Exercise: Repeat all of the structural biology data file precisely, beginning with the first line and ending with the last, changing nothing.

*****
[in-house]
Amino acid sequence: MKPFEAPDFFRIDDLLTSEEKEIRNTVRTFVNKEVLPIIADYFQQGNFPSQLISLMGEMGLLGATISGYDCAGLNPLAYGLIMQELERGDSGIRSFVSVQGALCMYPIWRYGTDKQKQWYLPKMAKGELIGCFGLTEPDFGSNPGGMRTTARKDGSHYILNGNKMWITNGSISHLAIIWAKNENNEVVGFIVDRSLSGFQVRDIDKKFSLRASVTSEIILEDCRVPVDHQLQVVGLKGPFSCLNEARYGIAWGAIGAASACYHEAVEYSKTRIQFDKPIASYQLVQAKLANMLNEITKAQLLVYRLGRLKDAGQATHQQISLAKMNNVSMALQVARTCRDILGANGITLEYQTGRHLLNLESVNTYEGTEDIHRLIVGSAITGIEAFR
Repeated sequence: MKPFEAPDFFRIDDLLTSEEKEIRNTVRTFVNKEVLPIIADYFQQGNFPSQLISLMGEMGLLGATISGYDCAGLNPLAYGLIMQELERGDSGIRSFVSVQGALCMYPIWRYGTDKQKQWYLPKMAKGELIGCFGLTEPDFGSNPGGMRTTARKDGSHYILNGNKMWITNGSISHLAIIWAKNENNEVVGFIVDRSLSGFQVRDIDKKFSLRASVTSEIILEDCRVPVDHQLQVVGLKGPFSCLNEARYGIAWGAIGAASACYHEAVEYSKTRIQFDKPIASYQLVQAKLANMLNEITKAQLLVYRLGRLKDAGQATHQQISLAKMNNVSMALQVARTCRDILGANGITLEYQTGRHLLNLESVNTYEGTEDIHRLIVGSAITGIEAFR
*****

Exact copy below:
[in-house]
Amino acid sequence: MKPFEAPDFFRIDDLLTSEEKEIRNTVRTFVNKEVLPIIADYFQQGNFPSQLISLMGEMGLLGATISGYDCAGLNPLAYGLIMQELERGDSGIRSFVSVQGALCMYPIWRYGTDKQKQWYLPKMAKGELIGCFGLTEPDFGSNPGGMRTTARKDGSHYILNGNKMWITNGSISHLAIIWAKNENNEVVGFIVDRSLSGFQVRDIDKKFSLRASVTSEIILEDCRVPVDHQLQVVGLKGPFSCLNEARYGIAWGAIGAASACYHEAVEYSKTRIQFDKPIASYQLVQAKLANMLNEITKAQLLVYRLGRLKDAGQATHQQISLAKMNNVSMALQVARTCRDILGANGITLEYQTGRHLLNLESVNTYEGTEDIHRLIVGSAITGIEAFR
Repeated sequence: MKPFEAPDFFRIDDLLTSEEKEIRNTVRTFVNKEVLPIIADYFQQGNFPSQLISLMGEMGLLGATISGYDCAGLNPLAYGLIMQELERGDSGIRSFVSVQGALCMYPIWRYGTDKQKQWYLPKMAKGELIGCFGLTEPDFGSNPGGMRTTARKDGSHYILNGNKMWITNGSISHLAIIWAKNENNEVVGFIVDRSLSGFQVRDIDKKFSLRASVTSEIILEDCRVPVDHQLQVVGLKGPFSCLNEARYGIAWGAIGAASACYHEAVEYSKTRIQFDKPIASYQLVQAKLANMLNEITKAQLLVYRLGRLKDAGQATHQQISLAKMNNVSMALQVARTCRDILGANGITLEYQTGRHLLNLESVNTYEGTEDIHRLIVGSAITGIEAFR